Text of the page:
Abstract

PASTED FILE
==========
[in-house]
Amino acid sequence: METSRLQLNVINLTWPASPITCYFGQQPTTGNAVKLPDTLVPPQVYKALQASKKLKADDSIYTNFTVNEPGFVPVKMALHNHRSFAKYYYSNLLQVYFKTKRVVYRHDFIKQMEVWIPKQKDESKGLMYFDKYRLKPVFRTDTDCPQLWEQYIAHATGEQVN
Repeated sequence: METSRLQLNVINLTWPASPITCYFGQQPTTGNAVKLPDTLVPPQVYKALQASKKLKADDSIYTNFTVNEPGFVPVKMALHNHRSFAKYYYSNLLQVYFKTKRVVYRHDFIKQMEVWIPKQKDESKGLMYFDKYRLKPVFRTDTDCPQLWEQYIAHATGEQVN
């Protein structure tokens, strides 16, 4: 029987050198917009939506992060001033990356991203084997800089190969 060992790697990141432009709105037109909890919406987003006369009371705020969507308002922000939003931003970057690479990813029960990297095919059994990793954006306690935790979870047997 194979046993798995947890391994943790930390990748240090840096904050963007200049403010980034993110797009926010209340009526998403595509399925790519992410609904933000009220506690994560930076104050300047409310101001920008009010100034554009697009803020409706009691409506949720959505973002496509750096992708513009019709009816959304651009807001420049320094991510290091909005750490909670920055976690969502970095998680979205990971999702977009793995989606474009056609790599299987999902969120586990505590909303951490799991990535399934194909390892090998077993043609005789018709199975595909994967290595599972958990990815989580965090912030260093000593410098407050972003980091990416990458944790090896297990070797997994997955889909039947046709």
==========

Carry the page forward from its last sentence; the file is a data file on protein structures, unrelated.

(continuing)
Several types of interfaces like foam and inflated air cells exist to reduce the effect of mechanical vibration experienced in human-machine interfaces in different scenarios such as transportation. However, their vibration attenuation performance in a wide frequency range relevant to whole body vibration (1–80 Hz) leaves much to be desired. In this study, we investigate the effect of inflation pressure on the vibration attenuation behavior of an air cell cushion. An experimental setup capable of conducting frequency sweep tests and regulating inflation pressure in an air cell array cushion was developed. Frequency sweep tests were conducted at various inflations and the vibration transmissibilities at static inflations were plotted. A dynamic inflation scheme was developed based on the apriori knowledge of inflation dependent transmissibilities. Furthermore, the closed loop behavior of the inflation scheme was evaluated with a frequency sweep test. The resulting closed loop transmissibility indicated better vibration attenuation performance than any single static inflation for the air cell array cushion in the range of frequencies relevant to whole body vibration. This result lays the groundwork for potential air cell cushions which modify their inflation dynamically through a direct feedback from sensors like accelerometers to attenuate vibration in a wide frequency range.

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